As the world economy recovers, company owners and executives are seeing accelerating price increases for many of the goods and services they purchase from suppliers. At the same time, these managers are contemplating how much of the increases they can pass on to their own customers.
Recently released statistics from the U. S. Department of Labor provide guidance. The combined inflation rate for goods and services sold in America rose by 1.6% in January 2011, as compared to January of 2010. Yet the inflation rate for goods (tangibles) was considerably higher than it was for services (intangibles). Inflation for goods was 2.2% versus 1.2% for services; some service sectors, such as dental and tax preparation, have actually seen prices flat-line or deflate. By contrast, between 2000 and 2008, the inflation rate for services was 3.4%.
This divergence in the inflation rates for goods and services is explained by supply and demand. The worldwide demand for commodities is driving up the prices for goods, whereas the stubbornly elevated unemployment rate is moderating the prices of services. Super-growth emerging economies like China and India are competing vigorously with the United States and Europe for increasingly scarce commodities to put into their products, run their factories and farms, and feed their people. On the other hand, service businesses are labor intensive and wages are being held in check by the surplus of people to fill most jobs and not just in the lower paying occupations. For instance, a number of blue-ribbon law firms have de-hired law school seniors that they had previously offered positions as associates.
Equine-related businesses can expect persistent price pressure for such items as feed, energy, boarding, construction, gasoline, fertilizer, and paint. These are either commodities are have a high commodity content. By contrast, there should be much less price pressure on services that do not depend on the vagaries of commodity markets, such as business and professional expertise, employees, and rent. Health insurance is likely to be an exception.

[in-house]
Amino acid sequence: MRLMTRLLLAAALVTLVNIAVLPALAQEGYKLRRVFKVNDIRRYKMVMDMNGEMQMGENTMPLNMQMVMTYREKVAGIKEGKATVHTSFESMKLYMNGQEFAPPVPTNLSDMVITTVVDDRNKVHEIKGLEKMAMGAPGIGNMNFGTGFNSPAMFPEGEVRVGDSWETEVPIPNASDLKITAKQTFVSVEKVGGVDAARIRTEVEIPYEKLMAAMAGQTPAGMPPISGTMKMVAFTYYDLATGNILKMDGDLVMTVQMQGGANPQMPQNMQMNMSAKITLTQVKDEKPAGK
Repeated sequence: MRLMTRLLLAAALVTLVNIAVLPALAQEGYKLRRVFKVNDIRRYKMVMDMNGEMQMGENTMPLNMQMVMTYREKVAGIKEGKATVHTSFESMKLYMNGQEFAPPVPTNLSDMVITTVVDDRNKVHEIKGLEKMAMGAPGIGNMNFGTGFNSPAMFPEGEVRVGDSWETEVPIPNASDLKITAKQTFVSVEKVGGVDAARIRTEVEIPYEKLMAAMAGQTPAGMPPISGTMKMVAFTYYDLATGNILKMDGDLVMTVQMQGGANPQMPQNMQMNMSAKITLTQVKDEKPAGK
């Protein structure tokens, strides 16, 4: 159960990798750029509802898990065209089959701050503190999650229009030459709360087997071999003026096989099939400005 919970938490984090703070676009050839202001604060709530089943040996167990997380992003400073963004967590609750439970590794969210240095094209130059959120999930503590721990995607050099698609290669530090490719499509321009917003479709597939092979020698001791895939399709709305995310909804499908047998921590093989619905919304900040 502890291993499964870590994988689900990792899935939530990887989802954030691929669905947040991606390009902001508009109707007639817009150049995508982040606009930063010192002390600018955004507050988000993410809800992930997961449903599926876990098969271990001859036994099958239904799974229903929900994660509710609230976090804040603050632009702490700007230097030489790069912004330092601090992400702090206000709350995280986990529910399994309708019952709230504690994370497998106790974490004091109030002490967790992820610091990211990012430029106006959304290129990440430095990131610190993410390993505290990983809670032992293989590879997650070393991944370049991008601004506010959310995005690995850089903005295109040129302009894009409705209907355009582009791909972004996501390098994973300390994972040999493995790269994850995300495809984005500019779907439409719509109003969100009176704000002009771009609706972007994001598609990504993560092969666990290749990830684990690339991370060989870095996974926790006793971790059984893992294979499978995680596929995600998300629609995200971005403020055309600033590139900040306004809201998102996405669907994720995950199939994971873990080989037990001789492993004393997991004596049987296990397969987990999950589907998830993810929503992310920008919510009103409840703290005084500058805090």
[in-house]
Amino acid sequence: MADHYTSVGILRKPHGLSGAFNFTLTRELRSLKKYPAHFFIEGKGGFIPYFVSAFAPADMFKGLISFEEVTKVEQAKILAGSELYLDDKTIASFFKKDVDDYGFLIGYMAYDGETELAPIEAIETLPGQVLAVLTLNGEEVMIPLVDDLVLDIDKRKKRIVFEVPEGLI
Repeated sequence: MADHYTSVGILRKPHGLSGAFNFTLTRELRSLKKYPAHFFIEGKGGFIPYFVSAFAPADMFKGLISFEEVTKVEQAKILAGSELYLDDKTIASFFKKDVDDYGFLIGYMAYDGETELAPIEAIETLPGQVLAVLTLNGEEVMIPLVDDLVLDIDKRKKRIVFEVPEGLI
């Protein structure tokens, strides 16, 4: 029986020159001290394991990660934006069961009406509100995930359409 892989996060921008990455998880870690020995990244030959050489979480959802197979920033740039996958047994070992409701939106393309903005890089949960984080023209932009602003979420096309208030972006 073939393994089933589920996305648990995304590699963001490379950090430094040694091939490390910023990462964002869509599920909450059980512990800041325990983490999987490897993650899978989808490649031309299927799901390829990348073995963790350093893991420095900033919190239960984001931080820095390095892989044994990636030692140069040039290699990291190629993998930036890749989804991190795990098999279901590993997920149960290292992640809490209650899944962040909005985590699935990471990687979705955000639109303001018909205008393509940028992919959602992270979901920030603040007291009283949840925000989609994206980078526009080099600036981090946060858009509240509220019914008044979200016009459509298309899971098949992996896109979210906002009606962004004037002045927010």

Equine businesses primarily providing a service will find it more difficult to justify price increases to their customers in the near future than will enterprises that can transparently document commodity cost increases. For example, a CPA would have a harder time than a horse transportation company persuading clients of the need for a price boost. A customer knows from filling up his or her own automobile that a trucking/air firm is beset with soaring gasoline prices. Some equine businesses, of course, deliver both goods and services. A veterinarian provides a service but also uses a commodity-based product in the form of medicine.
Equine-business executives in 2011 and beyond will face an ever-challenging environment for maintaining profit margins. However, companies that sell a tangible product will generally be able to present their customers with a stronger case for price increases than enterprises that proffer a service.
Copyright © 2011 Horse Racing Business
Originally published in the Blood-Horse. Used with permission.